Open Source Isn’t A Business Model, It’s A Market Strategy

First, open source isn’t a business model; it is a go-to-market strategy. Done right, it really solves one of the hardest problems in building a business — getting traction for the product.”


  1. Tomi Engdahl says:

    Is your company an open source parasite?

    Open source has too many takers and too few champions. Here’s what that could mean for the future of your business.

    There’s been a lot of chatter about who does and does not contribute enough to open source projects

    After all, no matter who you work for, only a small percentage of a company’s engineers contribute to open source projects.

    In other words, everyone is a net consumer of open source, and gives comparatively little back. Every single large company on Earth. (Well, maybe except Red Hat, but it’s the exception that proves the rule.)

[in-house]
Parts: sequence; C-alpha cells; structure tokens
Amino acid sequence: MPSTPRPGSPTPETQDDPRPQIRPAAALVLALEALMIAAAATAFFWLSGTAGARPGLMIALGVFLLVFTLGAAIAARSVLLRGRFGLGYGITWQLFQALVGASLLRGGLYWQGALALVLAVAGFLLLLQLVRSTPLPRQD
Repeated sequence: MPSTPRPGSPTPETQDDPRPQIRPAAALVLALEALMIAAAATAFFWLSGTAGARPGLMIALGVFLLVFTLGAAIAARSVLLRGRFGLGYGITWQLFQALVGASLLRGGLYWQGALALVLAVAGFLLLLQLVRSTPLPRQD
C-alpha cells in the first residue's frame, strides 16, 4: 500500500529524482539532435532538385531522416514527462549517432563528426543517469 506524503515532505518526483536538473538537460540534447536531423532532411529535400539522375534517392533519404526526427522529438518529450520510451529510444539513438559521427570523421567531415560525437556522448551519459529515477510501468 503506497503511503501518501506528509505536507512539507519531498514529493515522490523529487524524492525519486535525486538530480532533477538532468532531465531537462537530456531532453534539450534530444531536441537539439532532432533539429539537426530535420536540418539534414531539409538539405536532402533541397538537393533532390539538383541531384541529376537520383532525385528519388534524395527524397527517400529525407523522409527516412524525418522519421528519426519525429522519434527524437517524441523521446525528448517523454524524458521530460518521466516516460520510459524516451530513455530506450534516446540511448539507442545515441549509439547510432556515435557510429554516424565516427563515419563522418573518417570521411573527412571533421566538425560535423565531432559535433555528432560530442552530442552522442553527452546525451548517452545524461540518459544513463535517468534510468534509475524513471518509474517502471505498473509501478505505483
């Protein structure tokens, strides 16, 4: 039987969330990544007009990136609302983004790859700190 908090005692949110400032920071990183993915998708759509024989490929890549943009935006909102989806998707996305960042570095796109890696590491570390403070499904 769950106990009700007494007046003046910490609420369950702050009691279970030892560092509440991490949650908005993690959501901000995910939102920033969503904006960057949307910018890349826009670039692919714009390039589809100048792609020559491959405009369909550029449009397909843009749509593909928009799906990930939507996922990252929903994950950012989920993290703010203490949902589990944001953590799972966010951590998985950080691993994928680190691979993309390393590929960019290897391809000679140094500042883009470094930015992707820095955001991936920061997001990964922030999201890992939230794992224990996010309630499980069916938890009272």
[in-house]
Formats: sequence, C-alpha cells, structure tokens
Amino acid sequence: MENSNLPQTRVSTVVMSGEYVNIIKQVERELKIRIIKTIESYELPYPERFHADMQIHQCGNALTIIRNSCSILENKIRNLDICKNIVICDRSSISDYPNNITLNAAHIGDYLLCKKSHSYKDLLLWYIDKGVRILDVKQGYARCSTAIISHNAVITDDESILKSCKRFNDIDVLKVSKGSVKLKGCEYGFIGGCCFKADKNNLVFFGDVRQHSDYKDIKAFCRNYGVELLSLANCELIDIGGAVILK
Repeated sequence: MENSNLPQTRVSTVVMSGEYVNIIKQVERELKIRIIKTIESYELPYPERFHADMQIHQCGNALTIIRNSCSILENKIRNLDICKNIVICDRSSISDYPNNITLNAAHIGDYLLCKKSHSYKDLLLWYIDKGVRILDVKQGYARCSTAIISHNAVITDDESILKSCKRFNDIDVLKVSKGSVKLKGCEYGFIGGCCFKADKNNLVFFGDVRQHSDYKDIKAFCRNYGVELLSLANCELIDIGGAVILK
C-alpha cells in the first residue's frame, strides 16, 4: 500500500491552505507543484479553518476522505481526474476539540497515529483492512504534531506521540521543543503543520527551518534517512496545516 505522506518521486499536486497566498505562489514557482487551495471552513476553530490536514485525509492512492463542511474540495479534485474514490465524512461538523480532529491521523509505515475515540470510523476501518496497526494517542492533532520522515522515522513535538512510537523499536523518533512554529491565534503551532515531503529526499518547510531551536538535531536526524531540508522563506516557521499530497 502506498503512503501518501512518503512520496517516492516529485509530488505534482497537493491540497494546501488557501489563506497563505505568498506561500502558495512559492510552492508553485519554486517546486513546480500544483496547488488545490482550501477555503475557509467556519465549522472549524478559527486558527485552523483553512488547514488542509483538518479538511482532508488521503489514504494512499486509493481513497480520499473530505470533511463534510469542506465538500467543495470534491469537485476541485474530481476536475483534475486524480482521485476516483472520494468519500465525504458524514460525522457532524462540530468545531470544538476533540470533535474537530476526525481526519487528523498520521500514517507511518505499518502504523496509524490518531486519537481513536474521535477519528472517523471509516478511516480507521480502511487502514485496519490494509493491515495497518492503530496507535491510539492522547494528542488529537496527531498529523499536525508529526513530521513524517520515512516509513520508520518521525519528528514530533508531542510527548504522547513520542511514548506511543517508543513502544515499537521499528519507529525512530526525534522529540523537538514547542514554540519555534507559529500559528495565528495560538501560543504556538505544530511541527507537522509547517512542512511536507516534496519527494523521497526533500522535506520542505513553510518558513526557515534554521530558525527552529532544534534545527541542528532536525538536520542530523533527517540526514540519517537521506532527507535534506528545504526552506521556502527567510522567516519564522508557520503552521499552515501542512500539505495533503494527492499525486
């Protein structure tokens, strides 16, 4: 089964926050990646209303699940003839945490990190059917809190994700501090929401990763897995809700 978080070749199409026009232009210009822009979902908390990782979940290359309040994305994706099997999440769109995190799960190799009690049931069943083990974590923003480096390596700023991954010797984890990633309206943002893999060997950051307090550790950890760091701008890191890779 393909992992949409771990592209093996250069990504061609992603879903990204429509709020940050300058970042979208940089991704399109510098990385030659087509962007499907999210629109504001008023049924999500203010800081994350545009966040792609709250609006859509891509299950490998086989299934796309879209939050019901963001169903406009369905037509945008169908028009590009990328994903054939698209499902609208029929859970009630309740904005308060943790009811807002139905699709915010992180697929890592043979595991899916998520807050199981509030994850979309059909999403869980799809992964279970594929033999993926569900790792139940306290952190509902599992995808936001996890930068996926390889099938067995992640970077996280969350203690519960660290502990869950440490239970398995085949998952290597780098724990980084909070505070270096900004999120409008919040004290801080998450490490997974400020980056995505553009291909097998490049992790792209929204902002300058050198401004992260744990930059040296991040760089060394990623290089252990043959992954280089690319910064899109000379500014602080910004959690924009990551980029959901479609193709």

Not that there’s anything wrong with that

    As Hadoop founder Doug Cutting asserted: “Expecting contribution to open source proportional to benefit from it is insanity.” It’s simply unrealistic to expect everyone to give back line-for-line what they get from open source.

    It’s not unrealistic, however, to ask corporations to self-interestedly pay committers to projects from which they benefit. The problem, as GitHub’s Nadia Eghbal described in an excellent talk, is that open source presents the classic tragedy of the commons, wherein firms benefit from others’ contributions and have little incentive to contribute themselves.

    In a world defined by software, companies that rely completely on the generosity of other companies to build and maintain the open source software upon which they increasingly rely are foolish in the extreme.

    Getting involved in the open source projects that matter to a company, in other words, gives them more ability to influence their future today

    In sum, the GitHub contributor counts should be much higher

  2. Tomi Engdahl says:

    Why you really don’t want just one vendor running an open source project

    There’s a lot of money to be made by controlling open source, but far more can be made with community-driven open source.


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